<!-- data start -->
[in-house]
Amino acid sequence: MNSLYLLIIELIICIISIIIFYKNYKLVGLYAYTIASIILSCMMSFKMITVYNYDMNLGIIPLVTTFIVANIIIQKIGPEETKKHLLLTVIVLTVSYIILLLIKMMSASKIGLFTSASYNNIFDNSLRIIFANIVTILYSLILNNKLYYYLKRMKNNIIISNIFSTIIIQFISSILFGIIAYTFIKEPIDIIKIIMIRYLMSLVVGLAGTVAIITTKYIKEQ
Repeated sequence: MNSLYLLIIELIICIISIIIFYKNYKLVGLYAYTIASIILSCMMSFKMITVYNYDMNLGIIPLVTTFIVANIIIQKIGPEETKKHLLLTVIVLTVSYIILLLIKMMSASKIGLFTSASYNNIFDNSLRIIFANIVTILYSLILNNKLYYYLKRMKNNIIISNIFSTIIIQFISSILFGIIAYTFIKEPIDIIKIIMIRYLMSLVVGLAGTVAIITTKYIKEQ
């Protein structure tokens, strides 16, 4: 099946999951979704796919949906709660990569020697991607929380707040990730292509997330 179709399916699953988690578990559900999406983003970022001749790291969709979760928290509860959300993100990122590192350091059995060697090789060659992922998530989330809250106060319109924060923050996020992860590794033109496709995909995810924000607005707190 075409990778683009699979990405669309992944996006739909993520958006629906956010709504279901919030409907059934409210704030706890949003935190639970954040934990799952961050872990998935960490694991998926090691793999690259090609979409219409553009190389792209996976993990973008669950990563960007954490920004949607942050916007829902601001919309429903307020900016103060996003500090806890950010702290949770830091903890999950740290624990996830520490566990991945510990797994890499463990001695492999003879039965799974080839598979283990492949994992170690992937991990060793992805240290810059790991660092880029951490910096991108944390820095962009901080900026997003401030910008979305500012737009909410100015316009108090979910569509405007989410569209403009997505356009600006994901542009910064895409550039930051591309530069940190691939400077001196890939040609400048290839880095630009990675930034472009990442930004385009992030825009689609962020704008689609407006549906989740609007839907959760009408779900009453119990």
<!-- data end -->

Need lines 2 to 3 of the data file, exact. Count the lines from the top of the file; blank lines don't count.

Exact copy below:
Amino acid sequence: MNSLYLLIIELIICIISIIIFYKNYKLVGLYAYTIASIILSCMMSFKMITVYNYDMNLGIIPLVTTFIVANIIIQKIGPEETKKHLLLTVIVLTVSYIILLLIKMMSASKIGLFTSASYNNIFDNSLRIIFANIVTILYSLILNNKLYYYLKRMKNNIIISNIFSTIIIQFISSILFGIIAYTFIKEPIDIIKIIMIRYLMSLVVGLAGTVAIITTKYIKEQ
Repeated sequence: MNSLYLLIIELIICIISIIIFYKNYKLVGLYAYTIASIILSCMMSFKMITVYNYDMNLGIIPLVTTFIVANIIIQKIGPEETKKHLLLTVIVLTVSYIILLLIKMMSASKIGLFTSASYNNIFDNSLRIIFANIVTILYSLILNNKLYYYLKRMKNNIIISNIFSTIIIQFISSILFGIIAYTFIKEPIDIIKIIMIRYLMSLVVGLAGTVAIITTKYIKEQ